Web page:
Quoted By:

So first of all, you need to know math (calculus and differential equations) - you could learn these on the go, or maybe you already know them, but they were created for describing physical phenomena, so are mandatory. In addition to reading textbooks (DiPrima for diffEQ), I would reccomend watching some awsome videos on youtube that did not exist when I was a student (3Blue1Brown's The Essence of Calculus series, Kahn Academy, etc..)

Now after that, I do not know what a good book is for basic Newtonian physics (force, kinematics, etc), but that is usually the first topic covered as it introduces concepts of force, energy etc in most intuitive way (Kahn academy has good vids on this)

Anyway, I did ME undergrad and that is about the only physics we touched, the rest was applications of these principles (Newtonian, rigid body) - and a little bit of heat and electricity but without the physical fundamentals of what these are.

For heat (statistical physics), the best book is Introduction to Thermal Physics by Schroeder

For E and M (electric and magnetic fields) the best book is Griffith's Introduction to Electrodynamics (this is one of my favorite books in general)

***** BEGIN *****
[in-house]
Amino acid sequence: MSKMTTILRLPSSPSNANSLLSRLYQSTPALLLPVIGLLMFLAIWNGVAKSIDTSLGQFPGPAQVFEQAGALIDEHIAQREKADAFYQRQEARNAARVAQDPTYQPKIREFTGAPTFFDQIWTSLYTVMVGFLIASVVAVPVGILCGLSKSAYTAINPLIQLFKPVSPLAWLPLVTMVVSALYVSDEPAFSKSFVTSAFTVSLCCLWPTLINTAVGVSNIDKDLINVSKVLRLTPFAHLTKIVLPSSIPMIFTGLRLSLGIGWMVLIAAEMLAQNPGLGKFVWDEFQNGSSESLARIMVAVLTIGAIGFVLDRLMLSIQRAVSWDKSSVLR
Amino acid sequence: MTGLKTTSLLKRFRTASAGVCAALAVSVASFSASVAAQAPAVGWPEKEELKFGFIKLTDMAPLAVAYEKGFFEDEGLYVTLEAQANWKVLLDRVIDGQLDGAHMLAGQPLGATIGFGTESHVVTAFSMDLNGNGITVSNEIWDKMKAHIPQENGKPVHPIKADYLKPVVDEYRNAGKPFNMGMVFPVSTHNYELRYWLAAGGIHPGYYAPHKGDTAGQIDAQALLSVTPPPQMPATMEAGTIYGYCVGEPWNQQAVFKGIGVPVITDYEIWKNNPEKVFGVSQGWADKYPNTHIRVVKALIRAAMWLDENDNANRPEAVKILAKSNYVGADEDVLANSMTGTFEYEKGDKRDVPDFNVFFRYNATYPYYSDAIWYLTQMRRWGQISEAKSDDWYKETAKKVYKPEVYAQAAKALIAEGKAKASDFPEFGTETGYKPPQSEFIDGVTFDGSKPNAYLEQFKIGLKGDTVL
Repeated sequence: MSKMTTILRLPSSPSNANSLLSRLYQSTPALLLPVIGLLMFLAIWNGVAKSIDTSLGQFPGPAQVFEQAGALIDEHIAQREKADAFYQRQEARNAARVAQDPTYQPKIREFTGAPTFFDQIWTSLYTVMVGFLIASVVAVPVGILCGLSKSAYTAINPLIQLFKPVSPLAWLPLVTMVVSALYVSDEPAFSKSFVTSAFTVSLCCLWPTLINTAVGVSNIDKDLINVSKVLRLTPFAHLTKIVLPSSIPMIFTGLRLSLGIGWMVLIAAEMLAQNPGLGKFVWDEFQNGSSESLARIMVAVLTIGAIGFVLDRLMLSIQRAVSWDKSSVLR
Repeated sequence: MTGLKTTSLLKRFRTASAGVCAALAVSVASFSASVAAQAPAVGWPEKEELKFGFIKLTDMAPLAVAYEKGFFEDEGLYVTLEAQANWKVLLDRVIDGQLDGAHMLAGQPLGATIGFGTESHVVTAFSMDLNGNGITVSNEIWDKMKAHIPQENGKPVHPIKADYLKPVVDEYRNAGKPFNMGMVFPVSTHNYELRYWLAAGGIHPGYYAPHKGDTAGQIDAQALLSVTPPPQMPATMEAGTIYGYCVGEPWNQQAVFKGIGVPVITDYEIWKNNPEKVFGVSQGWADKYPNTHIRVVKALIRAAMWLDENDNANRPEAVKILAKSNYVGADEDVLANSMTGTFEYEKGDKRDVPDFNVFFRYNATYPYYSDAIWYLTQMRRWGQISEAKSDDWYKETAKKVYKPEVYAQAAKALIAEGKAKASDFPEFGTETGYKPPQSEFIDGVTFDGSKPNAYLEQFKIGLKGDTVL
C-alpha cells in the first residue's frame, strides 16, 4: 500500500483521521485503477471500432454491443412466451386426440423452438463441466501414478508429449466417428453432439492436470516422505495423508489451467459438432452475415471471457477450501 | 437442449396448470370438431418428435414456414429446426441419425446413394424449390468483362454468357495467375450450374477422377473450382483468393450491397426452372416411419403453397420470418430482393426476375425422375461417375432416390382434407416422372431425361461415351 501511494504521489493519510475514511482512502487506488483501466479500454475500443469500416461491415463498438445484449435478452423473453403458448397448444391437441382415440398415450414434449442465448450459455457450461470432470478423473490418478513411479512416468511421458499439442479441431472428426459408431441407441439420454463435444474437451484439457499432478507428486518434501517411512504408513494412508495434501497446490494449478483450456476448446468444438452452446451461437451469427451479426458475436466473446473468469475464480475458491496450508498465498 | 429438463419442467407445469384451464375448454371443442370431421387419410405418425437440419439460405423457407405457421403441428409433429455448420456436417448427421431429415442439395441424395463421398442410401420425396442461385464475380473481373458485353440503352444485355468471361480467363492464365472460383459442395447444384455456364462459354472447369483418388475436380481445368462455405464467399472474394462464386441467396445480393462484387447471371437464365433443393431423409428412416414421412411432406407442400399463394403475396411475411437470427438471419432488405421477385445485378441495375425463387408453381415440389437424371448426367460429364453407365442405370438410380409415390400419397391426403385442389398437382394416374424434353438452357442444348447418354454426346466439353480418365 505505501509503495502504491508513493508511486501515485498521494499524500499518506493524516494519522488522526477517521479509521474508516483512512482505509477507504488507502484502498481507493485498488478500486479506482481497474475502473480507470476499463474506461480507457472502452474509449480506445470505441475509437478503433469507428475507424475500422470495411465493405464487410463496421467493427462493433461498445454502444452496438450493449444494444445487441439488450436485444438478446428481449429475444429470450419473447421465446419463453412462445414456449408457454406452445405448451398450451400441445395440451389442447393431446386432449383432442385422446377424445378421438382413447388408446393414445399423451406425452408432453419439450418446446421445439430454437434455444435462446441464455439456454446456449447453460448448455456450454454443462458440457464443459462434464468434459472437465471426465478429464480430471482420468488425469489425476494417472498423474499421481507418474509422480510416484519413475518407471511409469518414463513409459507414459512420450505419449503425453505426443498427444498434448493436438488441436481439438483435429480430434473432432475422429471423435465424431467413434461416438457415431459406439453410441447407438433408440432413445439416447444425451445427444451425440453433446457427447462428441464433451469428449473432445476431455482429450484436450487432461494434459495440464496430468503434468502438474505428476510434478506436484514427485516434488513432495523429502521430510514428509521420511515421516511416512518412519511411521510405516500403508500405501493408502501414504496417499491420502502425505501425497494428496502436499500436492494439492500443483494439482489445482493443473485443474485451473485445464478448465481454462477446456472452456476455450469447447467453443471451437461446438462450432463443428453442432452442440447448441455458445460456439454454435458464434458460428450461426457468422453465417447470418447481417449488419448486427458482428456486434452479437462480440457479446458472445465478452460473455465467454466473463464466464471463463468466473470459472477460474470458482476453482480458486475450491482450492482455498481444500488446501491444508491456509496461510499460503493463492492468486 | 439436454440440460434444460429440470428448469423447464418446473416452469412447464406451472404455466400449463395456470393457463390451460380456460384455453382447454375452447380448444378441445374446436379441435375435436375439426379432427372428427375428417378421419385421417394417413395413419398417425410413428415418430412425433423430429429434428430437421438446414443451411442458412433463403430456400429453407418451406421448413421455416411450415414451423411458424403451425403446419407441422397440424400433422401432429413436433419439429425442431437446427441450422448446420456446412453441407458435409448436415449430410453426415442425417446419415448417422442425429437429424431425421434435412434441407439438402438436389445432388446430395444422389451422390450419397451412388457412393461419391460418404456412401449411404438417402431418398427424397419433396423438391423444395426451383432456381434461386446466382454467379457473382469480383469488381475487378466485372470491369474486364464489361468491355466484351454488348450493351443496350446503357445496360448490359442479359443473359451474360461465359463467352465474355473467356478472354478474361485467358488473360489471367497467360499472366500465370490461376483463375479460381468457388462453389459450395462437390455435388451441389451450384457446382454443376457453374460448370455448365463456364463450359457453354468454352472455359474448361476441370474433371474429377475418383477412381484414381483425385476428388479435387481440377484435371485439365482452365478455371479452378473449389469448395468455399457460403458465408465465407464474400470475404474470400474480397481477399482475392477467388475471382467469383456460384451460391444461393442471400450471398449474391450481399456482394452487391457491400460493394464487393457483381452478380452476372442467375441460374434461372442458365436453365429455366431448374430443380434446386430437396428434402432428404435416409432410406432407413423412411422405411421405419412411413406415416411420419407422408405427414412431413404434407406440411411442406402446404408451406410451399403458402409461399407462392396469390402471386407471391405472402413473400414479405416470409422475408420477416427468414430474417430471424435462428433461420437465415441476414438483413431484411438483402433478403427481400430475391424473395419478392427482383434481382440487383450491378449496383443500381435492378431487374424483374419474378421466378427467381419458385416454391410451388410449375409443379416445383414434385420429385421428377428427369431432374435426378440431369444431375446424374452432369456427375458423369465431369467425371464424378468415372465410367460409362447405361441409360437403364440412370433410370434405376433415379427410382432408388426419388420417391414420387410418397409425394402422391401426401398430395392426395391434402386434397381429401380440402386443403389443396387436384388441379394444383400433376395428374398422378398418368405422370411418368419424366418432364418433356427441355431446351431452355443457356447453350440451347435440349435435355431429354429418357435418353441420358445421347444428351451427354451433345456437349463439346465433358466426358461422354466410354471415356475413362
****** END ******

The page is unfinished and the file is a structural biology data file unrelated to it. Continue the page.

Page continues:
There is a pretty good book on Nuclear physics by Krane (just referred to as Krane by my prof)

I think all 3 of these touch on quantum mechanics/ relativistic effects to varying degrees, but I never took a quantum class myself. I read that grffiths also has a book on quantum mechanics, he makes things very clear.

My 'specialty' was supposed to be plasma physics (but I'm a brainlet). If you want to learn about that, then learn all the aforementioned and then read Introduction to Plasma Physics by Gurnett and Bhattarchee (sp?) - also the JD Callen lectures from Univ of Wisconsin (they used to only be on UW Engineering website, but someone put at least some of them on youtube)